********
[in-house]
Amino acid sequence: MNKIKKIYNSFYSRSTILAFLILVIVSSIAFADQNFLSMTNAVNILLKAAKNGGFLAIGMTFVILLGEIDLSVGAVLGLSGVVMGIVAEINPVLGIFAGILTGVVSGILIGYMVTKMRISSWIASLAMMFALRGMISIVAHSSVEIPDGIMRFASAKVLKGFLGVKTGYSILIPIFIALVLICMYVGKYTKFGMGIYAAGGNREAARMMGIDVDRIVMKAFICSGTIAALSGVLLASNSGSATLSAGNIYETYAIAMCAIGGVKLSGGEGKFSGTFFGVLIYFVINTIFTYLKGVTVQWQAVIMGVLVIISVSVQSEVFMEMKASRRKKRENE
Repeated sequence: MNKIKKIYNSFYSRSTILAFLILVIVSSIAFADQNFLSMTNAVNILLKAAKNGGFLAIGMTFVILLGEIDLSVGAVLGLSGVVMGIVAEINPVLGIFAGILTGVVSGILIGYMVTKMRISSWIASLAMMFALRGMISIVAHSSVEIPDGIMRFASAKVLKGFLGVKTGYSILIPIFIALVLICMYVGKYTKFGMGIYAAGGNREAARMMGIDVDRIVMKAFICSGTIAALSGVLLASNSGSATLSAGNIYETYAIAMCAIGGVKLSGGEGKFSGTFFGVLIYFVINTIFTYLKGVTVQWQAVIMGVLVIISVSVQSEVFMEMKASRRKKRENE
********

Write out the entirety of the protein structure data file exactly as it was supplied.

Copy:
[in-house]
Amino acid sequence: MNKIKKIYNSFYSRSTILAFLILVIVSSIAFADQNFLSMTNAVNILLKAAKNGGFLAIGMTFVILLGEIDLSVGAVLGLSGVVMGIVAEINPVLGIFAGILTGVVSGILIGYMVTKMRISSWIASLAMMFALRGMISIVAHSSVEIPDGIMRFASAKVLKGFLGVKTGYSILIPIFIALVLICMYVGKYTKFGMGIYAAGGNREAARMMGIDVDRIVMKAFICSGTIAALSGVLLASNSGSATLSAGNIYETYAIAMCAIGGVKLSGGEGKFSGTFFGVLIYFVINTIFTYLKGVTVQWQAVIMGVLVIISVSVQSEVFMEMKASRRKKRENE
Repeated sequence: MNKIKKIYNSFYSRSTILAFLILVIVSSIAFADQNFLSMTNAVNILLKAAKNGGFLAIGMTFVILLGEIDLSVGAVLGLSGVVMGIVAEINPVLGIFAGILTGVVSGILIGYMVTKMRISSWIASLAMMFALRGMISIVAHSSVEIPDGIMRFASAKVLKGFLGVKTGYSILIPIFIALVLICMYVGKYTKFGMGIYAAGGNREAARMMGIDVDRIVMKAFICSGTIAALSGVLLASNSGSATLSAGNIYETYAIAMCAIGGVKLSGGEGKFSGTFFGVLIYFVINTIFTYLKGVTVQWQAVIMGVLVIISVSVQSEVFMEMKASRRKKRENE